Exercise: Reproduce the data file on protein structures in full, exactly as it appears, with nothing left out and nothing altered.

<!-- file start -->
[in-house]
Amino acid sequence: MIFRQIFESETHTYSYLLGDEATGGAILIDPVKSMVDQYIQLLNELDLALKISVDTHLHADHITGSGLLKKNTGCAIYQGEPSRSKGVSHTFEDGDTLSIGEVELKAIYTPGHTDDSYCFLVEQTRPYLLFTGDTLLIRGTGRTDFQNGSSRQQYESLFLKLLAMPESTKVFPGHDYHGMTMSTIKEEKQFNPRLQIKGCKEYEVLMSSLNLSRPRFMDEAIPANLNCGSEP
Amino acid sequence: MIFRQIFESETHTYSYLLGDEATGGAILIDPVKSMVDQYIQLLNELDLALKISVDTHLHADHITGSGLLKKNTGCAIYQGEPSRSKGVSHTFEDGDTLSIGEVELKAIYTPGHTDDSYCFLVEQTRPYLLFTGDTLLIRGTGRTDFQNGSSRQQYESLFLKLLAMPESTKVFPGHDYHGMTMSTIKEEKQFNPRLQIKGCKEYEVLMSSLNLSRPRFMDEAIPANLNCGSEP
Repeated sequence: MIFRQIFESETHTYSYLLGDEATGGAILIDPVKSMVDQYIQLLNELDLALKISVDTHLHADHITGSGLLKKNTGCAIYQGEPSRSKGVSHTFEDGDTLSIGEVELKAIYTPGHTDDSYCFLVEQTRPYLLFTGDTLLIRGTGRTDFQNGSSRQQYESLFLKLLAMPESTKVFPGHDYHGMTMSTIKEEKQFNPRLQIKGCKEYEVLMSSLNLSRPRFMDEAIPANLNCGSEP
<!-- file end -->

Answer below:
[in-house]
Amino acid sequence: MIFRQIFESETHTYSYLLGDEATGGAILIDPVKSMVDQYIQLLNELDLALKISVDTHLHADHITGSGLLKKNTGCAIYQGEPSRSKGVSHTFEDGDTLSIGEVELKAIYTPGHTDDSYCFLVEQTRPYLLFTGDTLLIRGTGRTDFQNGSSRQQYESLFLKLLAMPESTKVFPGHDYHGMTMSTIKEEKQFNPRLQIKGCKEYEVLMSSLNLSRPRFMDEAIPANLNCGSEP
Amino acid sequence: MIFRQIFESETHTYSYLLGDEATGGAILIDPVKSMVDQYIQLLNELDLALKISVDTHLHADHITGSGLLKKNTGCAIYQGEPSRSKGVSHTFEDGDTLSIGEVELKAIYTPGHTDDSYCFLVEQTRPYLLFTGDTLLIRGTGRTDFQNGSSRQQYESLFLKLLAMPESTKVFPGHDYHGMTMSTIKEEKQFNPRLQIKGCKEYEVLMSSLNLSRPRFMDEAIPANLNCGSEP
Repeated sequence: MIFRQIFESETHTYSYLLGDEATGGAILIDPVKSMVDQYIQLLNELDLALKISVDTHLHADHITGSGLLKKNTGCAIYQGEPSRSKGVSHTFEDGDTLSIGEVELKAIYTPGHTDDSYCFLVEQTRPYLLFTGDTLLIRGTGRTDFQNGSSRQQYESLFLKLLAMPESTKVFPGHDYHGMTMSTIKEEKQFNPRLQIKGCKEYEVLMSSLNLSRPRFMDEAIPANLNCGSEP